By Meghan Hall
The past decade has seen a massive shift in the nation’s multifamily market, with boomers aging out, millennials growing up, and high-end, luxury product becoming the focus for many developers and landlords. One thing, however, has been made clear by a recent report released by commercial analytics website RENTCafe: that all factors seem to be contributing to nation-wide increases in rent. According to RENTCafe’s most recent report studying multifamily trends across the decade, the national average rent has increased by $390, or 36 percent over the past ten years, with rents rising fastest in the nation’s largest cities.
“A plurality of factors came together to create a high impact; first of all, the increase in student loans and the general cost of living meant less money to be spent on housing. With home prices rising faster than rental rates, the multifamily sector became increasingly attractive for Americans,” explained RENTCafe Research Analyst Michaela Buzec. “What further increased renting’s popularity was the growth of the job market and the concentration of a multitude of employment opportunities in job hubs. The new industries allowed for the rise of the digital nomads, which created a new demand among people: flexibility of housing.”
The report found that in both the Bay Area and Seattle, rents rose some of the fastest in the nation. In Seattle, average rents in 2019 reached $2,124, an increase of 77 percent over the past decade. Cities in the Bay Area recorded similar increases: San Francisco’s average rent increased by 70 percent, reaching $3,680, while San Jose’s average rents rose 74 percent, hitting $2,697 per month. Oakland’s rent skyrocketed; growing 108 percent in ten years.
RENTCafe also notes that the number of American renters passed 100 million this decade, hitting 108.5 million in 2018, up from 99.4 million in 2010. Renters now make up 34 percent of the general population, the highest number since the 1960s, when about 36 percent of Americans were tenants. As a result, renters became the majority population in 20 cities, and renters make up more than half of the population in 82 cities that RENTCafe analyzed.
The reason so many Americans are renting, notes RENTCafe, are due to numerous market fundamentals, from booming economies to lagging waging growth—particularly when compared with rent growth—to more demographic shifts. For example, renting has increased in popularity among older renters such as Baby Boomers, with aging renter households increasing by 32 percent over the past decade. At the other end of the spectrum, millennials began living on their own for the first time, driving up demand for rental product in job hubs and college towns.
“This has been the decade in which Millennials matured and moved from being students to being professionals. The first part of the decade saw a higher concentration of millennial renters gathering in metro cores, where the majority of jobs are; this led to an increase in the rental rates of principal cities’ apartments…,” stated Buzec. “On the other hand, as baby boomers started populating the senior cohort, they drove the trend back to metro cores. As they became empty-nesters, they downsized from homeownership to renting, because of the flexibility and convenience of living in a smaller apartment, but in a more connected area. Their rental decisions partially mirrored one another, and their impact has been on apartment supply and rental rates, as well as the demand for specific amenities to which developers had to answer.”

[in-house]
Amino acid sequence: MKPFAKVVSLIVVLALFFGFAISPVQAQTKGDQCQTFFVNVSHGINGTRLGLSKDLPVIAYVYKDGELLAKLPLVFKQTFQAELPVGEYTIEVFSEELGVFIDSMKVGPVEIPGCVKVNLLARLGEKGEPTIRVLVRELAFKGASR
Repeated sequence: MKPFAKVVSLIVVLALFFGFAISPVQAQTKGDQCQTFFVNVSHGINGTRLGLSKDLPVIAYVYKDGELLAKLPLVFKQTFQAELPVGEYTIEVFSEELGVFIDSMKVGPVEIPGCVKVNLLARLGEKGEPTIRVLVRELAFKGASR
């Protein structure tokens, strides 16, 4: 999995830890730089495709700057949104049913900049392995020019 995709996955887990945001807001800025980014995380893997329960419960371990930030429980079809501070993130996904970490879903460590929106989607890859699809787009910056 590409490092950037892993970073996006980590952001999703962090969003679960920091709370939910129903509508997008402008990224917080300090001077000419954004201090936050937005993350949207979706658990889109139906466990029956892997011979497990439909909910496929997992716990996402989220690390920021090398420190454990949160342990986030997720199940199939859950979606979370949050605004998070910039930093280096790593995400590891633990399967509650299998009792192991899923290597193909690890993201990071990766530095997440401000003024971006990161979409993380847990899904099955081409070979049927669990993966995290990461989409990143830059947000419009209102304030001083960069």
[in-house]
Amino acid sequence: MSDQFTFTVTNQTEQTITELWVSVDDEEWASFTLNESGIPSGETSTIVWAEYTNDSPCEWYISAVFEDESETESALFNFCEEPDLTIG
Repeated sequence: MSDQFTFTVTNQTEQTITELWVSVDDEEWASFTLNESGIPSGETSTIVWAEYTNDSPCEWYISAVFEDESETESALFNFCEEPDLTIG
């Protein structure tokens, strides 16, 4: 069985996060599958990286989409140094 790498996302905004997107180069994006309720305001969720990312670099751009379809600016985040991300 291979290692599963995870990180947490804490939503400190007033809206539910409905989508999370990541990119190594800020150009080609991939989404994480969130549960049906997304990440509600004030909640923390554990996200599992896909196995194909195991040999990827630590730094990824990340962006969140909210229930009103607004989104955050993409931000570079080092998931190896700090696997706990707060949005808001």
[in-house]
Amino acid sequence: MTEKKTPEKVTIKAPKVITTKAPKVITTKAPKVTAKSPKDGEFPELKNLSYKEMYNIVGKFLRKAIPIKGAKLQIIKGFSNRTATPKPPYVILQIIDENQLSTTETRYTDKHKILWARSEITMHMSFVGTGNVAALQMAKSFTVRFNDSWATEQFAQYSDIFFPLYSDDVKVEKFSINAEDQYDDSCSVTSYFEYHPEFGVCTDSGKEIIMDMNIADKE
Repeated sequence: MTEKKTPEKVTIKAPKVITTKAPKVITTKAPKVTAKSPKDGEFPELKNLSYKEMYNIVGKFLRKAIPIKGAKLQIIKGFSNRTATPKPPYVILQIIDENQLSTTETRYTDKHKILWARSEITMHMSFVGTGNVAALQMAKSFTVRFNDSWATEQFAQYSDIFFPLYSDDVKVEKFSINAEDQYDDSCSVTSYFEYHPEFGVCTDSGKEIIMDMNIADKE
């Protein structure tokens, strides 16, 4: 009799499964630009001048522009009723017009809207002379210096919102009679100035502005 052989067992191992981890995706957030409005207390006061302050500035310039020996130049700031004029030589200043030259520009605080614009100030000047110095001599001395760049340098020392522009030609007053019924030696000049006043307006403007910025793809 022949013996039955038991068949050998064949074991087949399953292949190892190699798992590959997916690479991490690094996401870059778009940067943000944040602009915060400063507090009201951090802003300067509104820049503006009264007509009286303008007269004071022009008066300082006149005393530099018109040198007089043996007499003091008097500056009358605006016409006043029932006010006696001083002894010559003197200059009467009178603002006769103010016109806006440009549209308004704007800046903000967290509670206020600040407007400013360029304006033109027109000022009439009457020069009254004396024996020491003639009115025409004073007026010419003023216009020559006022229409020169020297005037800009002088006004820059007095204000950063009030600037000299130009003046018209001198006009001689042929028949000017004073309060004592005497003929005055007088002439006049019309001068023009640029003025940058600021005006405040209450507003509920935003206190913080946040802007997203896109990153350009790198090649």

Additionally, fewer American families are having children later, impacting where households live and whether they choose to rent or buy.
However, RENTCafe notes that there is one major factor that is unlikely to wane anytime soon, despite economic considerations: more and more Americans are choosing to rent more than ever. The number of high-earning Americans—classified as those earning more than $150,000 annually—increased by 157 percent since 2010, indicating that renting is now a lifestyle option.
“We see increases amid not only younger people, but also seniors, and not only among mid-income Americans, but also a growth of the number of high-earning renters,” said Buzec. “This tells the story of a change in attitude which created a change in the market.”
As a result, 2.4 million units were delivered this decade, producing a construction boom that had not been seen in decades. High-quality and Class A apartments became commonplace; with Class A units accounting for 40 percent of all units constructed this decade. RENTCafe notes that because renters are now doing so by choice, developers are increasingly catering to their needs, incorporating amenities and activities in their developments more than ever.
“With the rise in demand for rental apartments, the attitude of both developers and authorities changes,” said Buzec. “There is a need to bring more units to the market in order to meet the demand and prevent the upsurge of rental rates.”